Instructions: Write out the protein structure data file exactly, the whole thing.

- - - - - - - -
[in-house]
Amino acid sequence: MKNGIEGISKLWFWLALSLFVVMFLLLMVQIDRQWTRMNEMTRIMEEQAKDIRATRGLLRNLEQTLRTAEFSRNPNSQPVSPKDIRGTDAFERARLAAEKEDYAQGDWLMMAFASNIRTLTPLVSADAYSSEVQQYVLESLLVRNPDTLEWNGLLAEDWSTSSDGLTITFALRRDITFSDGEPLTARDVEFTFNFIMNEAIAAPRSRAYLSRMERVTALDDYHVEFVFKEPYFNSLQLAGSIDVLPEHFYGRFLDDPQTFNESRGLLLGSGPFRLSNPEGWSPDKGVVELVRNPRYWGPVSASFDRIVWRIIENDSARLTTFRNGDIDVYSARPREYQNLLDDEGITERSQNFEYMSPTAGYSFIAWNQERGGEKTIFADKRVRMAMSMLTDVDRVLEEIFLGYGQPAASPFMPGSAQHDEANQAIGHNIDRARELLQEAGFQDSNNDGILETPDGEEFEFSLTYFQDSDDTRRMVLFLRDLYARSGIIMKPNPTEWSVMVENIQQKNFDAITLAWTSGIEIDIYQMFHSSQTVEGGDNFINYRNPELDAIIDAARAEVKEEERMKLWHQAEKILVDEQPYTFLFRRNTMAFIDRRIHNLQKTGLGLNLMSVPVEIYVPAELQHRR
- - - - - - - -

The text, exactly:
[in-house]
Amino acid sequence: MKNGIEGISKLWFWLALSLFVVMFLLLMVQIDRQWTRMNEMTRIMEEQAKDIRATRGLLRNLEQTLRTAEFSRNPNSQPVSPKDIRGTDAFERARLAAEKEDYAQGDWLMMAFASNIRTLTPLVSADAYSSEVQQYVLESLLVRNPDTLEWNGLLAEDWSTSSDGLTITFALRRDITFSDGEPLTARDVEFTFNFIMNEAIAAPRSRAYLSRMERVTALDDYHVEFVFKEPYFNSLQLAGSIDVLPEHFYGRFLDDPQTFNESRGLLLGSGPFRLSNPEGWSPDKGVVELVRNPRYWGPVSASFDRIVWRIIENDSARLTTFRNGDIDVYSARPREYQNLLDDEGITERSQNFEYMSPTAGYSFIAWNQERGGEKTIFADKRVRMAMSMLTDVDRVLEEIFLGYGQPAASPFMPGSAQHDEANQAIGHNIDRARELLQEAGFQDSNNDGILETPDGEEFEFSLTYFQDSDDTRRMVLFLRDLYARSGIIMKPNPTEWSVMVENIQQKNFDAITLAWTSGIEIDIYQMFHSSQTVEGGDNFINYRNPELDAIIDAARAEVKEEERMKLWHQAEKILVDEQPYTFLFRRNTMAFIDRRIHNLQKTGLGLNLMSVPVEIYVPAELQHRR